Wednesday, February 21, 2007

it seems like we argue every day

Along with texture, rhythm, space and time--your sense of reality becomes viscous, things in the world become curious and uncanny, as if they were all slurred. Like the disorientating game-layers in eXistenZ and the effect created by staring into a computer screen for more hours than into open air. In screw music, there is no sense or implication of the "realest" Real, because literally every sound is distorted and dragged down into unnatural slowness, including the real/live DJ's own interjections (!). This whole world is wrong, thus a totally pure escape--and catharsis, for the open air seems to be charged with electricity when you emerge.

OG Ron C's F-Action series of screwed & chopped R&B jams is more profound to me than the Michael Watts versions of hardcore crunk albums (though his refix of Da Unbreakables comes close). It's because of R&B's constant use of melody, which--when screwed--becomes glaringly slow & low, yawning stretches of fabric stretched into odd, troubling outfits. The more banal the melody, the more profound the shift in perception. What could be a visual corollary to slow-jam schlock?

Friday, February 16, 2007


Subrin's video obsesses over another artist and her work, while showing neither the artist's face nor her work. Instead, it spends maybe 20 minutes circling its difficult (because complex, yet temptingly obvious) subject, using a number of strategies which divide the video into an equal number of independent segments. This gesture feels cerebral rather than arbitrary, carefully measured rather than haphazard. I have a feeling it has to do with the length and pace of each segment, which ultimately require intuition much more than rational thought.

I don't remember The Fancy's exact sequence but I do remember its strategies (or, movements), for what it's worth. The introductory scanning of the late artist's former belongings, a staid archive made voluptuous by the camera's twists and pans. The camera isn't afraid to re-scan objects at only slightly different angles, like it's cross-referencing this information into a temporal weave. And the short-term memories of the objects build up, encrust themselves in our heads: books, mirrors, a bowl of eels. Then there are still shots, which--coming after those first restless movements--seem as effective as pure photographs. We see them as photographs, even though they are motion pictures, because they don't appear to move, because they're rigorously framed. Yet they breathe where photographs suffocate; whereas photographs thrive within sealed borders, the video "stills" have danger: danger of movement, danger of activity, danger of the unexpected, danger of a cut. And yet they're equally ephemeral, one-of-a-kind documents of a place and time (with bonus sounds).

Then there are those deadpan recitations and re-enactments of the late artist's photographs, revived for the video camera and video screen. At their best, they isolate and magnify video's extra limbs, its secret weapons: sound (a lone figure, straitjacketed into a "photographic" frame, speaks with no emotion; you hear the words, then you interpret them, then you notice yourself responding to sound, and realize afterwards that these were sounds made by photographs), and movement (anonymous women posing, twitching, and gyrating eerily in total silence--phenomenal that such minimal, isolated movements could be so shocking). I don't know why film doesn't hold up to basic experiments such as these, but I suppose it makes sense that the more economical and fluid of the two would be the most free.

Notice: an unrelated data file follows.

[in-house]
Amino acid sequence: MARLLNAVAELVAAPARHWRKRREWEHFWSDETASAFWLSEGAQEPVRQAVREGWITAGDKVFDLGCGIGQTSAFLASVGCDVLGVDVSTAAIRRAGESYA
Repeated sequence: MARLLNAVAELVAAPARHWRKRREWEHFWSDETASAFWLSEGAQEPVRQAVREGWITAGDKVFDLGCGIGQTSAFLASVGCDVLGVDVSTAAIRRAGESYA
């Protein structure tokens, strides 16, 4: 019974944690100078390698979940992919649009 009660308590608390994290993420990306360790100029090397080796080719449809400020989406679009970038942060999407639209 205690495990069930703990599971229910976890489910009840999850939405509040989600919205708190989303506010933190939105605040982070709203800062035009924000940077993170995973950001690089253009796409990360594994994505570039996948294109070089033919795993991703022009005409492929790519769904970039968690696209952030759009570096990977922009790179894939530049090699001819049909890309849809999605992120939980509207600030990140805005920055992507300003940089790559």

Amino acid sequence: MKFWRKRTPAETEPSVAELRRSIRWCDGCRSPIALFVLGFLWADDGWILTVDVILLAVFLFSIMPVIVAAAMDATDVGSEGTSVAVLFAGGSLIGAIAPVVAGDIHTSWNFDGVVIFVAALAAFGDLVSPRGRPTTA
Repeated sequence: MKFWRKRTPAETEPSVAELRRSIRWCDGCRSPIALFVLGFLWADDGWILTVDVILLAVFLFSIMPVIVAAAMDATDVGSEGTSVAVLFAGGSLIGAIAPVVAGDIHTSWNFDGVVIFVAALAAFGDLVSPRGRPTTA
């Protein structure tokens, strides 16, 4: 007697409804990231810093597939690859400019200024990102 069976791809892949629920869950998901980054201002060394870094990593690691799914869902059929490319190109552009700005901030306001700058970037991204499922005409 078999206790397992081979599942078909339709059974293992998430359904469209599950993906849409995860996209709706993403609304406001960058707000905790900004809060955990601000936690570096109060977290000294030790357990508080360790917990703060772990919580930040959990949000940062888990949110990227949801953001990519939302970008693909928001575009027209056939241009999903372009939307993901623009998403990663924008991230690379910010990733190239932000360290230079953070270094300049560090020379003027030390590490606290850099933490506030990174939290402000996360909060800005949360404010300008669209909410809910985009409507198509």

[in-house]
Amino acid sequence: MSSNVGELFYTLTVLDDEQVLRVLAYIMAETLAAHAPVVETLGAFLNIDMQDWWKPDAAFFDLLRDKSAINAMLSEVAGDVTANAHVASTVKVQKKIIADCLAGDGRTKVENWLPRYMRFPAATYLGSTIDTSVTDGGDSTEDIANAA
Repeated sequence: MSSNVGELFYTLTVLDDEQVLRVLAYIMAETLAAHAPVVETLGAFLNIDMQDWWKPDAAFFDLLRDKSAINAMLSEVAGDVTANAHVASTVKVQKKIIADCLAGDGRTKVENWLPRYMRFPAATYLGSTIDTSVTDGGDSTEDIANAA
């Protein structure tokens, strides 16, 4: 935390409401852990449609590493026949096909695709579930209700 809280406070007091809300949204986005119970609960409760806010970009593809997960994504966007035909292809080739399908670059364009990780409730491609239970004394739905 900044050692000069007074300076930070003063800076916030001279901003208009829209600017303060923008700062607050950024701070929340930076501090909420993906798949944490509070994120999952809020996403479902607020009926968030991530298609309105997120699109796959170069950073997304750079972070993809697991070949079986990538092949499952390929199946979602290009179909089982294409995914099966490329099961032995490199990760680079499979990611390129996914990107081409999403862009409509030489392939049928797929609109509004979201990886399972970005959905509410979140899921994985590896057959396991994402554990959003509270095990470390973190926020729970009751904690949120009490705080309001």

Wednesday, February 14, 2007


Koudelka's pictures speak volumes. Photography paralyzes me because so much must be left out--yet this is precisely its power; everything that remains in the frame is quite literally everything. The balance, or dialectic, between what is excluded and what is revealed, when successful (as in a masterpiece like Exiles), is both frightening and inspiring.

Frightening because it's a maddeningly difficult and haphazard process of accumulation and subsequent cherry-picking, a hodgepodge of shots taken from a dozen different countries over a period of years that nonetheless cohere and congeal like the viscous fluid of Koudelka's black eye. His sensibility pervades each photograph in Exiles: bleak and skeletal and windy and uncanny, as textural as it is literary. I can only attribute this to the strength, the incessant presence, of that sensibility, which forcefully reflects the natural light of the world from the camera back into the world, projecting the author's own dreams and nightmares onto its landscapes and bodies. This secret unbalance marks those of us who can't help but be artists, despite our equally secret wishes that we could be just as happy as corporate businessmen or marine biologists. You see these images and first you think "what kind of a place is that" and it hits you, immediately thereafter: What sort of human being is this?

And this is why Exiles inspires, too ... it's easy and beguiling, immediate and bottomless, a quick reference guide for how to be a hard-working natural talent, a testament to persisting against "merely great enough" status. Any one of a certain dozen of these haunting pictures could have been Koudelka's last word on the medium, a decent excuse to leave this pursuit for other pleasures, but for whatever reason--a lack of greater pleasures, a perpetual sense of unfinished business, a score to settle with his past--he kept talking, until so much had been said about the subject of Exiles that it was already time for the next stage in his life.